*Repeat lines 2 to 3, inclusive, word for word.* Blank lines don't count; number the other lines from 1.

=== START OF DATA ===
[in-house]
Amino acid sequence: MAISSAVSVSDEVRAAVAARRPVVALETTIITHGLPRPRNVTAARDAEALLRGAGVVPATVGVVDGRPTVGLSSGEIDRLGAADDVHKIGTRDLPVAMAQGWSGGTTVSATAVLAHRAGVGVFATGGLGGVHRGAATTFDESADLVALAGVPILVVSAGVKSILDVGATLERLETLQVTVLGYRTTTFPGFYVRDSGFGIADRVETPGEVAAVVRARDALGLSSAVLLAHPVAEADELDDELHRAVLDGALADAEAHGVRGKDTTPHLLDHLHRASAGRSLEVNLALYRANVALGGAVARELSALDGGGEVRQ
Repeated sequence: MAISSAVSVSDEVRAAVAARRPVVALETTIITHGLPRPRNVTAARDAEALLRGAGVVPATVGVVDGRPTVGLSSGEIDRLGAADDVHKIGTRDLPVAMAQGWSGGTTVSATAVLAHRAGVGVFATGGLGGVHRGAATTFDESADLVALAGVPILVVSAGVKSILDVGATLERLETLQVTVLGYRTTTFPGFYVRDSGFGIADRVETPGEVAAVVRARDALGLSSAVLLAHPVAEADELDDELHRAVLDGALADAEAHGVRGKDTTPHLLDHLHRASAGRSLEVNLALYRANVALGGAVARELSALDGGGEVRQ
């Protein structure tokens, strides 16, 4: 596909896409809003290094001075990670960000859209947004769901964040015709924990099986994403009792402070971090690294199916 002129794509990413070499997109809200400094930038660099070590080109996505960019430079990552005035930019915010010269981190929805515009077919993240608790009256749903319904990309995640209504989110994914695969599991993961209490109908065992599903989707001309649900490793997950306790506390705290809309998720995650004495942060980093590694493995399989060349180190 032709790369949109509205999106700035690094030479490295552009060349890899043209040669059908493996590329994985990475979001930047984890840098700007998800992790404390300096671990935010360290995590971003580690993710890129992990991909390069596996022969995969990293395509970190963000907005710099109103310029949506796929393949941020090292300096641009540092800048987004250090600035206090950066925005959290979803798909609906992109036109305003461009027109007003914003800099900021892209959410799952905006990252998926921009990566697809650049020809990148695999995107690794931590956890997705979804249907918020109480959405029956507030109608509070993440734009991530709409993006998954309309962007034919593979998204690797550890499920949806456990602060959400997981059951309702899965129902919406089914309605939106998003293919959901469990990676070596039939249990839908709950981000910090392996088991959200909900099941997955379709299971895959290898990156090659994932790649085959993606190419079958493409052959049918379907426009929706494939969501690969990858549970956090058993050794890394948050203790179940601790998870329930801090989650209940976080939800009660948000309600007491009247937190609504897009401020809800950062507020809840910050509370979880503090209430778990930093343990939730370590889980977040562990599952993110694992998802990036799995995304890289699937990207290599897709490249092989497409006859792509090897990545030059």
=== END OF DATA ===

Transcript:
Amino acid sequence: MAISSAVSVSDEVRAAVAARRPVVALETTIITHGLPRPRNVTAARDAEALLRGAGVVPATVGVVDGRPTVGLSSGEIDRLGAADDVHKIGTRDLPVAMAQGWSGGTTVSATAVLAHRAGVGVFATGGLGGVHRGAATTFDESADLVALAGVPILVVSAGVKSILDVGATLERLETLQVTVLGYRTTTFPGFYVRDSGFGIADRVETPGEVAAVVRARDALGLSSAVLLAHPVAEADELDDELHRAVLDGALADAEAHGVRGKDTTPHLLDHLHRASAGRSLEVNLALYRANVALGGAVARELSALDGGGEVRQ
Repeated sequence: MAISSAVSVSDEVRAAVAARRPVVALETTIITHGLPRPRNVTAARDAEALLRGAGVVPATVGVVDGRPTVGLSSGEIDRLGAADDVHKIGTRDLPVAMAQGWSGGTTVSATAVLAHRAGVGVFATGGLGGVHRGAATTFDESADLVALAGVPILVVSAGVKSILDVGATLERLETLQVTVLGYRTTTFPGFYVRDSGFGIADRVETPGEVAAVVRARDALGLSSAVLLAHPVAEADELDDELHRAVLDGALADAEAHGVRGKDTTPHLLDHLHRASAGRSLEVNLALYRANVALGGAVARELSALDGGGEVRQ